Art in gaming products (as landmarks)
Today, I read a bunch of posts about art in gaming products. Stephan Poag often writes thoughtfully on the subject. As one might expect from an artist, he is firmly in the pro-art camp. James Maliszewski tolerates art in moderation. A minority actively dislike art as “a very superficial unthinking gloss for fantasies,” but they are asses.
One thing about gaming art that I haven’t seen mentioned—perhaps because it’s so obvious—is its practical value as an aid to navigating texts. I tend to mentally index gaming books by their images, even when the content of the images doesn’t directly illustrate nearby text. It’s just a lot faster flipping through a book to recognize a picture than to recognize a block of text.
I suspect that’s also why new editions with replaced or rearranged art are so jarring—they disrupt that pattern recognition.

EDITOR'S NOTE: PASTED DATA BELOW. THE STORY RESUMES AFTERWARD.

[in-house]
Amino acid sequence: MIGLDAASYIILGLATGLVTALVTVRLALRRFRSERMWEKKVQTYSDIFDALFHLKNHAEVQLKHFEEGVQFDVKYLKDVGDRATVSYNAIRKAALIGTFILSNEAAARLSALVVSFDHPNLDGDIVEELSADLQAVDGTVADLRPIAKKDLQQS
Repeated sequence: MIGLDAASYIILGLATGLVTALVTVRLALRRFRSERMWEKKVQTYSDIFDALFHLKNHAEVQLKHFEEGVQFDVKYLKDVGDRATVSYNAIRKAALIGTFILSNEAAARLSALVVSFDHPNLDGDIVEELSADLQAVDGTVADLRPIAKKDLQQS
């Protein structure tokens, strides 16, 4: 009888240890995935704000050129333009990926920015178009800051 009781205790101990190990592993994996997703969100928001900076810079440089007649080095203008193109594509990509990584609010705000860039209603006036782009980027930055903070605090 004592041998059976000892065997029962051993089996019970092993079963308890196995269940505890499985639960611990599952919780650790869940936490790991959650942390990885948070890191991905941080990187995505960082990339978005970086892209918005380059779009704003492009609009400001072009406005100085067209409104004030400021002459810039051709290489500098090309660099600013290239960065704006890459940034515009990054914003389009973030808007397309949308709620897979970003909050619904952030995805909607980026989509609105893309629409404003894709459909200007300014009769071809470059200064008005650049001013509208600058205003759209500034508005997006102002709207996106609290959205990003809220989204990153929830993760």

This is _not) to say that I think of art as a merely a superficial unthinking gloss.
scottsz, June 3, 2011 at 5:32 AM
This is an excellent point, particularly for works that have a high page count.
Stuart, June 3, 2011 at 8:02 AM
Excellent point, and so obvious that it’s easy to overlook and forget!
scottsz, June 3, 2011 at 9:57 AM
A general opinion question: If pages were designed with visual cues for sections (bands of color or decorative bands/icons), would the visual navigation concern be accommodated?
For myself, I’d rather have the ‘buoys’ of images within the page. I’m just curious.
Paul, June 3, 2011 at 10:59 AM
It would depend on the implementation and the nature of the book. A dictionary-style notched thumb index might be a nice feature for any thick alphabetical reference, like a monster collection.
I’m a bit of a minimalist, however, so I would not favor WotC-style decorative full-bleed borders.